They said they were physically and sexually abused by their mother and described the abuse in detail in letters to the court. Fluke-Ekren denied the abuse.
The daughter, Leyla Ekren, said her mother’s “lust for control and power” drove her to drag the family halfway around the world to find a terrorist group that would allow Fluke-Ekren to flourish, when of a victim impact statement she gave in court.
She said her mother had become good at hiding the abuse she inflicted. She described a circumstance where her mother poured off-brand lice medicine on her face as punishment and it started blistering her face and burning her eyes. Fluke-Ekren then tried to wash the chemicals off her daughter’s face, but Leyla Ekren resisted.
“I wanted people to see what kind of person she was. I wanted it to blind me,’ she said as her mother sat a few feet away, resting her head on her hand with an incredulous look. After her children testified, she looked in their direction.
Fluke-Ekren’s status as an American-born woman who achieved leadership status in the Islamic State makes her story unique among terrorism cases. Prosecutors say the abuse she inflicted on her children from a young age helps explain how she rose from an 81-acre farm in Overbrook, Kansas, to leader of the Islamic State in Syria, with stops in Egypt and Libya along the way.
First Assistant US Attorney Raj Parekh said Fluke-Ekren’s family sent her to an elite private school in Topeka and she grew up in a stable home. Parekh said Fluke-Ekren’s immediate family was unanimous in their desire to see her punished whenever possible, a circumstance the veteran prosecutor described as extremely rare.
“There is nothing in Fluke-Ekren’s background that can explain his conduct, which was motivated by bigotry, power, manipulation, delusional invincibility and extreme cruelty,” Parekh said.
Fluke-Ekren only asked for a two-year sentence to be able to raise her young children. She said at the start of a long, tearful speech that she took responsibility for her actions before rationalizing and downplaying her conduct.
“We just lived a very normal life,” she told the judge of her time in Syria, showing pictures of her children at a weekly pizza dinner.
She denied the abuse allegations and tried to accuse her eldest son of manipulating her daughter into making them.
She described the Khatiba Nusaybah as something closer to a community center for women that turned into a series of self-defense classes when it became clear that the city of Raqqa, the state’s stronghold Islam where she lived, was facing an invasion.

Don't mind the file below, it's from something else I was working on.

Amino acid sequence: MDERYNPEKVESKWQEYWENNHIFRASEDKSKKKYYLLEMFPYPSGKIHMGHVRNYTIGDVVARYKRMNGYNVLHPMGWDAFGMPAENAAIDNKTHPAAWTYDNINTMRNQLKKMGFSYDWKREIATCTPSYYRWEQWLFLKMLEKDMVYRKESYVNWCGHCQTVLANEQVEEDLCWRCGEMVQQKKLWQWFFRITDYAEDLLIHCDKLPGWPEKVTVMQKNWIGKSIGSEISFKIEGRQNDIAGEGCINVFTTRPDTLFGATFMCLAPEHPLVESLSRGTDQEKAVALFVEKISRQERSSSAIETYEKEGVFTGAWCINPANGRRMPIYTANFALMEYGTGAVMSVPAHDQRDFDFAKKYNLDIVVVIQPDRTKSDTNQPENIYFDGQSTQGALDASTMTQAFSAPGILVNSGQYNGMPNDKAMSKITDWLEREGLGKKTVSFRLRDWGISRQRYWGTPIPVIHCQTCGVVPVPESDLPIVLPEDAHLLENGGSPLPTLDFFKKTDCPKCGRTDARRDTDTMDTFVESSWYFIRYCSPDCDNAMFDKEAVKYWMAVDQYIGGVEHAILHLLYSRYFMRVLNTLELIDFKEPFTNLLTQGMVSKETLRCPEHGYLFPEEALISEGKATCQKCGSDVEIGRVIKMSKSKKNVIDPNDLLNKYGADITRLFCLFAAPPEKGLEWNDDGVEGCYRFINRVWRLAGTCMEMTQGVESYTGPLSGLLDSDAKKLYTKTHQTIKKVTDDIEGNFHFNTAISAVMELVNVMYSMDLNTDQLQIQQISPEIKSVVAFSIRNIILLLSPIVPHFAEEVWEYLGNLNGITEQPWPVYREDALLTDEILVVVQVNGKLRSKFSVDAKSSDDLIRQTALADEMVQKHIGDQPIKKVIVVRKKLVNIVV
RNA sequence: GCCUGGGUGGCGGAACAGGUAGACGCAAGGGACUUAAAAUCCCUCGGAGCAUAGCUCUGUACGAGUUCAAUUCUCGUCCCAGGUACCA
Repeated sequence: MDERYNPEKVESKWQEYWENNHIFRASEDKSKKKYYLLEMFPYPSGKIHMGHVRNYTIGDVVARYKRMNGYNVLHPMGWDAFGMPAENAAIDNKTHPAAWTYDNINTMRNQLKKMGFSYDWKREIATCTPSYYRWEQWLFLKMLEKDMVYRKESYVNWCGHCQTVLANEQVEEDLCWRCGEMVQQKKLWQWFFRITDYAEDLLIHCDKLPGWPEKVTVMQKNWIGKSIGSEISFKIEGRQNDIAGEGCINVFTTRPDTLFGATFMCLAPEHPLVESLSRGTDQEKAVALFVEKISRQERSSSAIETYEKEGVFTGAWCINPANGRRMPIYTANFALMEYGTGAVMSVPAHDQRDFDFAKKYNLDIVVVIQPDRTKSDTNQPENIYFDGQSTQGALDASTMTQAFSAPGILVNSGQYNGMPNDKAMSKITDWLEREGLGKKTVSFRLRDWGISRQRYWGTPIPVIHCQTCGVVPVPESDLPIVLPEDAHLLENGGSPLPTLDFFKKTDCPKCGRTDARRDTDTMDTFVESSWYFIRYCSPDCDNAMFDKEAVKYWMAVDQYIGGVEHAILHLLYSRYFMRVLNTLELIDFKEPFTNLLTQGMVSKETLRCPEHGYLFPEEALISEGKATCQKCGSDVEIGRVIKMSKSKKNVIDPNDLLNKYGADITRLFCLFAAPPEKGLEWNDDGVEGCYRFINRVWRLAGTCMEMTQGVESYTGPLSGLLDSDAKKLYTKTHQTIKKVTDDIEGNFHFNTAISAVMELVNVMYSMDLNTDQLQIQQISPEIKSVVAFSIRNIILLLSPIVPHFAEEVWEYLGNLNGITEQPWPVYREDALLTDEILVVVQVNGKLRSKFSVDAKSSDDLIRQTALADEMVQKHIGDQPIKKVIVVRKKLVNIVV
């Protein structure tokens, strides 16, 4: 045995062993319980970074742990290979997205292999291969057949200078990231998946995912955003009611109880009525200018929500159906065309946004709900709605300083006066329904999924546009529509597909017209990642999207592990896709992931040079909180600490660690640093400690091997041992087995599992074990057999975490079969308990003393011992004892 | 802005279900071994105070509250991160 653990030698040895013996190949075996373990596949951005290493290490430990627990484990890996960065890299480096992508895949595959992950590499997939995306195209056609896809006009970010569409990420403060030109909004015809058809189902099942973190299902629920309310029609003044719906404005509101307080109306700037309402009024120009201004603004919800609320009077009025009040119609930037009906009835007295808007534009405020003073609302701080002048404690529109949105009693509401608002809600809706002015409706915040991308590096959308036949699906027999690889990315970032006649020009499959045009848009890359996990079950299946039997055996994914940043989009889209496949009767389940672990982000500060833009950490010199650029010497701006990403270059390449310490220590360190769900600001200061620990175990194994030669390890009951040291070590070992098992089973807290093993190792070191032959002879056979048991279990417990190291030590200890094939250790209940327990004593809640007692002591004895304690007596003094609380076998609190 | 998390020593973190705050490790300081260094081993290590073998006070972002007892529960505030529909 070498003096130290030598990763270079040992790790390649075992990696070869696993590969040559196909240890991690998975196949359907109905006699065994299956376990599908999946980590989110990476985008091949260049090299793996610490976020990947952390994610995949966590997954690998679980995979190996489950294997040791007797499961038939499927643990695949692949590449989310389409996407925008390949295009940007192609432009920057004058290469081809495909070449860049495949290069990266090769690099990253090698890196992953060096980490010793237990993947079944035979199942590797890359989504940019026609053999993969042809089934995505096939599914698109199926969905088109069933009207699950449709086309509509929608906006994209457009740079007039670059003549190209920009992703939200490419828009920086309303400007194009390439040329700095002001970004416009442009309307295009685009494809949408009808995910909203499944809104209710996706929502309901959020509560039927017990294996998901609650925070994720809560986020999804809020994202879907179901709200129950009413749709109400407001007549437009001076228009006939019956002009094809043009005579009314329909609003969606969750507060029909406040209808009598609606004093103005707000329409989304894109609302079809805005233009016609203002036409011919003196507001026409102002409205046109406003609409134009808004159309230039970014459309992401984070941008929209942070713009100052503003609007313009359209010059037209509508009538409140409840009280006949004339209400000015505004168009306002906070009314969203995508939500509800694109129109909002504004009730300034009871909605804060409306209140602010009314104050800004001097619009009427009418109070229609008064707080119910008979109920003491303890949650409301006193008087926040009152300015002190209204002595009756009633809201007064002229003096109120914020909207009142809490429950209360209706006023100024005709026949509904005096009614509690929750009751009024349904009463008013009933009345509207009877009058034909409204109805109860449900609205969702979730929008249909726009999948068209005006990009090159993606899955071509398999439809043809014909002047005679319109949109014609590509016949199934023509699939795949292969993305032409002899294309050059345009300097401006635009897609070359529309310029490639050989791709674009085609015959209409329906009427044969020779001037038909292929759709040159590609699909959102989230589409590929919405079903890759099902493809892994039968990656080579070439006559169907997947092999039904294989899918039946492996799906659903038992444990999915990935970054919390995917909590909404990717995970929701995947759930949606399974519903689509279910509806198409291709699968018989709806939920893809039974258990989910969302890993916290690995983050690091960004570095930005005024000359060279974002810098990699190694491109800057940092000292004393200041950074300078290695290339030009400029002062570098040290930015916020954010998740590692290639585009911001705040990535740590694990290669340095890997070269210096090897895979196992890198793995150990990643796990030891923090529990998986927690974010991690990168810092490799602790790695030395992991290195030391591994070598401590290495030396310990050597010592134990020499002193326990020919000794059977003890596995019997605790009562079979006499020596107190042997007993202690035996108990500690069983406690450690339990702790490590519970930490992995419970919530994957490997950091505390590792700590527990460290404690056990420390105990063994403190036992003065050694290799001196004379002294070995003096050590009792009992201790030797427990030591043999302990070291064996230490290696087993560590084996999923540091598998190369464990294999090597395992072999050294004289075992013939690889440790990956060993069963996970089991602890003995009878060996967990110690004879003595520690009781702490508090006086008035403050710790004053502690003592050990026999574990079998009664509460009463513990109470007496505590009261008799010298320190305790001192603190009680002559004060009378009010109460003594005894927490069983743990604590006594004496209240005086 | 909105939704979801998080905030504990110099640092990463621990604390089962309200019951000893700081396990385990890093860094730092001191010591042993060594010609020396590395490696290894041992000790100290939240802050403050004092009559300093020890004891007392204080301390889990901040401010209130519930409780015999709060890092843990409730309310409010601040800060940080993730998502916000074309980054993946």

She acknowledged that women and girls were taught to use suicide belts and automatic weapons, but described it as safety training to avoid accidents in a war zone where such weapons were common.
Judge Leonie Brinkema, however, made it clear that she was not impressed with Fluke-Ekren’s justifications. At one point, Fluke-Ekren explained the need for women to defend themselves against the possibility of being raped by enemy soldiers. “Sexual violence is not acceptable under any circumstances,” she said.
Brinkema interrupted to ask Fluke-Ekren about the girl’s allegation that she was forced to marry an Islamic State fighter who raped her when she was 13.
“She was 14 weeks away,” Fluke-Ekren replied in protest, later saying, “It was her decision. I never forced her.
Parekh described Fluke-Ekren as an “Islamic State empress” whose husbands rose to higher ranks in the Islamic State, often only to be killed in battle.
Even within the Islamic State, people who knew Fluke-Ekren described her radicalization as “outside the box” and other terrorist groups refused her plan to form a women’s battalion until she found finally a taker in the Islamic State, Parekh said.
Fluke-Ekren’s actions “have added a new dimension to the darker side of humanity,” Parekh said.
In addition to training the battalion, Fluke-Ekren admitted that while living in Libya she helped translate, edit and summarize documents taken from US diplomatic facilities after the 2012 terrorist attack in Benghazi.